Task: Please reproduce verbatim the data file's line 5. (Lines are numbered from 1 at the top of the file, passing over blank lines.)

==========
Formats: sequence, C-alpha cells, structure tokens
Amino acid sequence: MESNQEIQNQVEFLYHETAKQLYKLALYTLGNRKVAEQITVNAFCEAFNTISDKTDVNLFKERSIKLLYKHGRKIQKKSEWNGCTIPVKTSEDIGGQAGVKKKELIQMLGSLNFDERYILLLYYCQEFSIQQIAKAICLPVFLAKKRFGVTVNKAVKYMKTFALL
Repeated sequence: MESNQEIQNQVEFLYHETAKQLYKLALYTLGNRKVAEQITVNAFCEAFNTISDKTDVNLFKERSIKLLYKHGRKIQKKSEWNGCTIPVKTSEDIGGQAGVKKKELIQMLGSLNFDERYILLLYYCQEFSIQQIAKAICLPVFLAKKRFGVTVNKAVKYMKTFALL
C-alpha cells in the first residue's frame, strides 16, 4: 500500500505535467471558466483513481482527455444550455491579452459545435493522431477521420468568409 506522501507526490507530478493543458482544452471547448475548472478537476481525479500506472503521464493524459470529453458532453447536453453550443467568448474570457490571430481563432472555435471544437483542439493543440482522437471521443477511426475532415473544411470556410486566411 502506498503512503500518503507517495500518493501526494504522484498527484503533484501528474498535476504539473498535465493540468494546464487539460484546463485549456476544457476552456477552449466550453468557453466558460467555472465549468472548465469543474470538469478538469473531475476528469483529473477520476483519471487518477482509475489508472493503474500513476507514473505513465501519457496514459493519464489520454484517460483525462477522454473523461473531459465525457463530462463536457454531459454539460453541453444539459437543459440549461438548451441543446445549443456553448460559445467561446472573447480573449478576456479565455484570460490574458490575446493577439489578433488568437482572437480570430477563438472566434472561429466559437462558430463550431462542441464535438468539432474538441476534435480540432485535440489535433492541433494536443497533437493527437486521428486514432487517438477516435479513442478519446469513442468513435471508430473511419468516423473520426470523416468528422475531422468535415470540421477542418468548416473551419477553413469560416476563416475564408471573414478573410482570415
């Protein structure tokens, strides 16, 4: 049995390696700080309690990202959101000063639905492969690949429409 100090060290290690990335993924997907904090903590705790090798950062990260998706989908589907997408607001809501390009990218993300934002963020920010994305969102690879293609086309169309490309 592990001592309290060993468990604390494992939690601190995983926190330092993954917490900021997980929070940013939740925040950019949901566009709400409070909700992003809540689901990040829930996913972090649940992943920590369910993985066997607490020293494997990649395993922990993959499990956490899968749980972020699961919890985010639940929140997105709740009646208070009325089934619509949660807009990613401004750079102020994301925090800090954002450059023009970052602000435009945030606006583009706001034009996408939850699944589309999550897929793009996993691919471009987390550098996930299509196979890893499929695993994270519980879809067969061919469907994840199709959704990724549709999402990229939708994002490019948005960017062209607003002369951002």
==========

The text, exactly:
């Protein structure tokens, strides 16, 4: 049995390696700080309690990202959101000063639905492969690949429409 100090060290290690990335993924997907904090903590705790090798950062990260998706989908589907997408607001809501390009990218993300934002963020920010994305969102690879293609086309169309490309 592990001592309290060993468990604390494992939690601190995983926190330092993954917490900021997980929070940013939740925040950019949901566009709400409070909700992003809540689901990040829930996913972090649940992943920590369910993985066997607490020293494997990649395993922990993959499990956490899968749980972020699961919890985010639940929140997105709740009646208070009325089934619509949660807009990613401004750079102020994301925090800090954002450059023009970052602000435009945030606006583009706001034009996408939850699944589309999550897929793009996993691919471009987390550098996930299509196979890893499929695993994270519980879809067969061919469907994840199709959704990724549709999402990229939708994002490019948005960017062209607003002369951002």